IN THE LOOP: An induction loop system, also called a "hearing loop," captures electromagnetic waves produced by a microphone, PA system or telephone receiver and broadcasts these signals directly to the hearing aid in a person's ear, provided that hearing aid is equipped with a tiny copper telecoil wire that can pick up the signal. Image: IMAGE COURTESY OF HEARINGLOOP.ORG
Whereas standard behind- and in-the-ear hearing aids work well in relatively quiet, more intimate settings, these devices often lose their effectiveness in larger, public spaces where background noise puts the hard of hearing at a disadvantage. Although the technology to solve this problem—induction-loop systems that broadcast sound directly to hearing aids and cochlear implants—has been available for years, implementation has lagged, advocates say, because not enough is being done to promote their use.
An induction-loop system, also called a "hearing loop," captures electromagnetic waves produced by a microphone, public address system or telephone receiver and broadcasts these signals directly to the hearing aid in a person's ear, provided that it is equipped with a tiny copper telecoil wire that can pick up the signal. (Hearing loops can also broadcast signals to cochlear implants, which are surgically implanted electronic devices that bypass damaged or nonworking parts of the inner ear and directly stimulate the auditory nerve.) A hearing loop could be as small as a piece of wire worn around the neck (called a neck loop) or a large as a ring of cable placed around the perimeter of a room or space.
Normally, a hearing aid captures sound with its microphone then amplifies this sound for the wearer, according to the Hearing Loss Association of America. A hearing aid equipped with a telecoil can cut through ambient noise by shutting off the normal microphone, enabling the wearer to tune in directly to the sounds being broadcast. Telecoils can also pick up magnetic signals emitted by landline telephones, which means someone wearing a telecoil-equipped hearing aid can set the phone receiver down and still hear what the person on the other end of the line is saying. Most cell phones are not compatible with hearing aids, although some are equipped with Bluetooth that can wirelessly pick up sounds from Bluetooth-enabled cell phones. (A downside to Bluetooth is its power consumption, which greatly cuts down on a hearing aid's battery life.)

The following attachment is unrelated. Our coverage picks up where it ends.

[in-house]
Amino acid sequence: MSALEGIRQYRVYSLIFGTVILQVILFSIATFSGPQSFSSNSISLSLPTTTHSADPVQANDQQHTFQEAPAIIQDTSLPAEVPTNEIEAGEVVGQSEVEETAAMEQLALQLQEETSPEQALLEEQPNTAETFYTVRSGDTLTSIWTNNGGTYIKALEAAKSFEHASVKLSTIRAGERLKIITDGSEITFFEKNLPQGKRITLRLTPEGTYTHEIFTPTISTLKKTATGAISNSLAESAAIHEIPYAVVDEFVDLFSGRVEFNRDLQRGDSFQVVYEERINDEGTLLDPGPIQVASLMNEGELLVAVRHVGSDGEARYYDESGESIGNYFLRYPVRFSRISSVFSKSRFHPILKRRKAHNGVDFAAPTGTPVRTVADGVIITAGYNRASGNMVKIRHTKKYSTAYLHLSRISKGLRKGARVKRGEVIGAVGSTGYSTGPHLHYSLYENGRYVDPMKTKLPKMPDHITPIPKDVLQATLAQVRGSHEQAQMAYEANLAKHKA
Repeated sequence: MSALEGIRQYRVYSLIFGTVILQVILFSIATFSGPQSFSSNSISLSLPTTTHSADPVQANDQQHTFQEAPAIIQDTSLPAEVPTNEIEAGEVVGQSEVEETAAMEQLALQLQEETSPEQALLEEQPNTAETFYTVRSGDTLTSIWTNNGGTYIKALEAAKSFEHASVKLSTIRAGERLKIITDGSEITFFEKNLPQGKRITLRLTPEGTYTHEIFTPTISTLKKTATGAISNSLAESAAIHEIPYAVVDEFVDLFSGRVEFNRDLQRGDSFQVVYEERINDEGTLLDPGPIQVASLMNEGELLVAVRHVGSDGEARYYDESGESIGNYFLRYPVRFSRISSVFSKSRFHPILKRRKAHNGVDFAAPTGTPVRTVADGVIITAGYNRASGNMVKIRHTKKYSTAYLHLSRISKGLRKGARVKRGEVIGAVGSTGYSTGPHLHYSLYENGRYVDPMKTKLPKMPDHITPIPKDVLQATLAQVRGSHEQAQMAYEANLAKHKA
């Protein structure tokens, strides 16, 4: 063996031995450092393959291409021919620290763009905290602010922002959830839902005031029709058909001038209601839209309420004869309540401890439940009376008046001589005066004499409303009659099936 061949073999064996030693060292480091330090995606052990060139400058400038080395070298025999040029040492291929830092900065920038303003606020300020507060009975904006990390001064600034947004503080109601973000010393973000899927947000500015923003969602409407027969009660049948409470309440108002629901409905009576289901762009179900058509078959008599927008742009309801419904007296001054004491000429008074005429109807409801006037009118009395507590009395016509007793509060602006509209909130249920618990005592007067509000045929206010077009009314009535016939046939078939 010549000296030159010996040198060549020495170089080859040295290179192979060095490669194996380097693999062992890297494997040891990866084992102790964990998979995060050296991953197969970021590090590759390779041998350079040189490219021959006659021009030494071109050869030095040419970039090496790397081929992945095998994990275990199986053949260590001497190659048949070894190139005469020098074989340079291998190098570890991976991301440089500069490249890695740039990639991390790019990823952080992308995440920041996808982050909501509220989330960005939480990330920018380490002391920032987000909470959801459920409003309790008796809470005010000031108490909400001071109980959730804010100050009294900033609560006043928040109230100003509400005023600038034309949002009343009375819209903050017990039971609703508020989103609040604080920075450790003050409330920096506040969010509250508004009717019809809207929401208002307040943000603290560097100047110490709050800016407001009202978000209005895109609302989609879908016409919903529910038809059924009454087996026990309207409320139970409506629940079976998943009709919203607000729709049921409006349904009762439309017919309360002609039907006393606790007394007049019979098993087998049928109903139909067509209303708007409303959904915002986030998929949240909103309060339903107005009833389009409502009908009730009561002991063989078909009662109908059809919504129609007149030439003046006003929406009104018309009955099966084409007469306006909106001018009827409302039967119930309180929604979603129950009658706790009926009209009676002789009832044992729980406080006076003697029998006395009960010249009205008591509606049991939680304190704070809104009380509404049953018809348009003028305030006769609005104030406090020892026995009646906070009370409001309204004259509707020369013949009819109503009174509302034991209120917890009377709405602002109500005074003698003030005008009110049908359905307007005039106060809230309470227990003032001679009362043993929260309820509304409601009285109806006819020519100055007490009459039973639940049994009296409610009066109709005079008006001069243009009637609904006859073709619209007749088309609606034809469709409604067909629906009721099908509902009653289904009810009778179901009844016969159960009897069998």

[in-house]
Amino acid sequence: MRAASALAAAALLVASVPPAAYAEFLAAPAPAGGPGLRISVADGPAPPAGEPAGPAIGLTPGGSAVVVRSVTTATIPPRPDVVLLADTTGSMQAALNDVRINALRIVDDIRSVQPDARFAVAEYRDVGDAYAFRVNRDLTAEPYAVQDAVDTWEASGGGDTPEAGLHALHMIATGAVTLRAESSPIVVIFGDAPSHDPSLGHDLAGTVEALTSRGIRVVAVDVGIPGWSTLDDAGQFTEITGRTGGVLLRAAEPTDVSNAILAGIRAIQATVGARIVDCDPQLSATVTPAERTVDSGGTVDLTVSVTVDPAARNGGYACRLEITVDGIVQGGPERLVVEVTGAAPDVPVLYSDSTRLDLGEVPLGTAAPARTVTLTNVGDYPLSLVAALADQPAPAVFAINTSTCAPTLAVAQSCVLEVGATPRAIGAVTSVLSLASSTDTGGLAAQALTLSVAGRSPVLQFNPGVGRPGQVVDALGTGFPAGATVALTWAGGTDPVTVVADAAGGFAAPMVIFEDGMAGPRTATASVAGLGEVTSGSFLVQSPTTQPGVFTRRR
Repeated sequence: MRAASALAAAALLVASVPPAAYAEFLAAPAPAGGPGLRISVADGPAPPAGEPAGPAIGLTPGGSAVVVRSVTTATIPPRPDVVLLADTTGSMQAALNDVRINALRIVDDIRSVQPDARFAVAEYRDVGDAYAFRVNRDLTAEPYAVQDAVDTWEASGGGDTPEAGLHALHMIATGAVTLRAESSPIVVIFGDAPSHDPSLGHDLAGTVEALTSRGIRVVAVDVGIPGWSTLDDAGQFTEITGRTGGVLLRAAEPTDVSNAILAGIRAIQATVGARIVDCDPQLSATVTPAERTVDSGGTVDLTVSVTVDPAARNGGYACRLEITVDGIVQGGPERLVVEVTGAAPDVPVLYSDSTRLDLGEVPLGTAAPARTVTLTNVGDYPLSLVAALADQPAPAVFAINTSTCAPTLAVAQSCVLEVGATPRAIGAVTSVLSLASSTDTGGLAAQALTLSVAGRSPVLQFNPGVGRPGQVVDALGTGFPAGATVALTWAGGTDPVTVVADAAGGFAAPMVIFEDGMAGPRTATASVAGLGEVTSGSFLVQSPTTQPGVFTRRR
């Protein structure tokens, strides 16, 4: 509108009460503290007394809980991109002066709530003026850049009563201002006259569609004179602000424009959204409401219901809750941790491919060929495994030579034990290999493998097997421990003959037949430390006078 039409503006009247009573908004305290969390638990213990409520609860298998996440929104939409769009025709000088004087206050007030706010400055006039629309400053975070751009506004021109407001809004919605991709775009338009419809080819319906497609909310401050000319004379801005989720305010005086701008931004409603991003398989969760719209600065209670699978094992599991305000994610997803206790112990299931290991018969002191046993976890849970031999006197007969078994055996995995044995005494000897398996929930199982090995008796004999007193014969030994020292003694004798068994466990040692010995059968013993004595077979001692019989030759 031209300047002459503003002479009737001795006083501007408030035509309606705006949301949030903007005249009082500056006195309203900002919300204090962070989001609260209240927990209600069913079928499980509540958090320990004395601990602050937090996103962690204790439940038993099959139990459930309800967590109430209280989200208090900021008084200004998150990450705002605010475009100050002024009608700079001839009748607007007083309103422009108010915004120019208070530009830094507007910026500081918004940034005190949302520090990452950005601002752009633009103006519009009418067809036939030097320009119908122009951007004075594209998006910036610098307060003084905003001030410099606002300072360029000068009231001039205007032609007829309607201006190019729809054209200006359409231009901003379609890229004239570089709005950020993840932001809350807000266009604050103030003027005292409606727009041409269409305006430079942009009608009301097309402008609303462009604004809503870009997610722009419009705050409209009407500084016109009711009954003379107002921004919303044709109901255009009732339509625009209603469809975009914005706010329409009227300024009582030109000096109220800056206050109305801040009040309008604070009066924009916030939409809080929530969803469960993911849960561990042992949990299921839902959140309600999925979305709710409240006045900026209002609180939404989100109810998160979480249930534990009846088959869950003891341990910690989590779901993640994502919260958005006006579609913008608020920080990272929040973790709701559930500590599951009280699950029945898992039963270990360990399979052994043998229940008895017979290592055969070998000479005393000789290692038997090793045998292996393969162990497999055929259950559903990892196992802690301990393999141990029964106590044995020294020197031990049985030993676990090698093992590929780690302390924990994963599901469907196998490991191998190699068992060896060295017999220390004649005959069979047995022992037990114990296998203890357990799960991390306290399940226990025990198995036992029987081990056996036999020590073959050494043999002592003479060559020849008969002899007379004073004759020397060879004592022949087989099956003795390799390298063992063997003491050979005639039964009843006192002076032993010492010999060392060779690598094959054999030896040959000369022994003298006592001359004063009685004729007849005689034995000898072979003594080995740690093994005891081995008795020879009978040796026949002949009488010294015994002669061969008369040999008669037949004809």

Telecoils work somewhat like Wi-Fi for hearing aids, enabling them to serve as customized, wireless loudspeakers, says David Myers, a psychology professor at Hope College in Holland, Mich., and creator of HearingLoop.org, a Web site that advocates for the technology.
Hearing aid–makers are increasingly equipping their devices with telecoils. More than 60 percent of hearing aids come with telecoils, up from 37 percent in 2001, according to a study in the April 2008 issue of The Hearing Journal (.pdf).
Still, although there are about 36 million Americans with hearing loss, says Myers (himself hearing impaired), hearing-loop technology has not been as widely embraced in the U.S. as it has in other regions of the world, particularly in northern Europe. Myers first became aware of the technology more than a decade ago while worshipping in Scotland's Iona Abbey, where the building's poor acoustics prevented him from clearly hearing the service being performed. At his wife's prompting, Myers switched on his hearing aid's "T" (for telecoil) setting to see what would happen. "The sudden clarity was overwhelming," he adds, "an experience that I have since had in countless other British venues, from auditoriums to cathedrals to the backseats of London and Edinburgh taxis."
Since then, Myers and others have worked to introduce the technology to an increasing number of venues in the U.S. Myers alone went to hundreds of western Michigan venues, including 40 rooms in Grand Rapids's DeVos Place Convention Center and both concourses and all gate areas of that city's Gerald R. Ford International Airport (.pdf).